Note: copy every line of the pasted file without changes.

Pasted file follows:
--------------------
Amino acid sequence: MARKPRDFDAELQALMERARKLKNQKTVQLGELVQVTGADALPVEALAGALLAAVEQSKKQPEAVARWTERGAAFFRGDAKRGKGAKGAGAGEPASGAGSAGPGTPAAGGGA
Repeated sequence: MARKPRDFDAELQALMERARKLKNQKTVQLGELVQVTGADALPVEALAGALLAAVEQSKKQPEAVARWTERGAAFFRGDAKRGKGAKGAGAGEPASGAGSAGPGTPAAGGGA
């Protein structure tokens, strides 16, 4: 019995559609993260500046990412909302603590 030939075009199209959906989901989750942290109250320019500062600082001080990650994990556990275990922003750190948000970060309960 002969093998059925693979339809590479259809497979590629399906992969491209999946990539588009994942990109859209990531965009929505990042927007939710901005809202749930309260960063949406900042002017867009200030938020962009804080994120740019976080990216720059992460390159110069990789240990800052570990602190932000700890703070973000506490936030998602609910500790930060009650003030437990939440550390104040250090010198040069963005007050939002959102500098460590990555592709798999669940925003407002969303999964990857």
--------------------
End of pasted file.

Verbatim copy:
Amino acid sequence: MARKPRDFDAELQALMERARKLKNQKTVQLGELVQVTGADALPVEALAGALLAAVEQSKKQPEAVARWTERGAAFFRGDAKRGKGAKGAGAGEPASGAGSAGPGTPAAGGGA
Repeated sequence: MARKPRDFDAELQALMERARKLKNQKTVQLGELVQVTGADALPVEALAGALLAAVEQSKKQPEAVARWTERGAAFFRGDAKRGKGAKGAGAGEPASGAGSAGPGTPAAGGGA
């Protein structure tokens, strides 16, 4: 019995559609993260500046990412909302603590 030939075009199209959906989901989750942290109250320019500062600082001080990650994990556990275990922003750190948000970060309960 002969093998059925693979339809590479259809497979590629399906992969491209999946990539588009994942990109859209990531965009929505990042927007939710901005809202749930309260960063949406900042002017867009200030938020962009804080994120740019976080990216720059992460390159110069990789240990800052570990602190932000700890703070973000506490936030998602609910500790930060009650003030437990939440550390104040250090010198040069963005007050939002959102500098460590990555592709798999669940925003407002969303999964990857």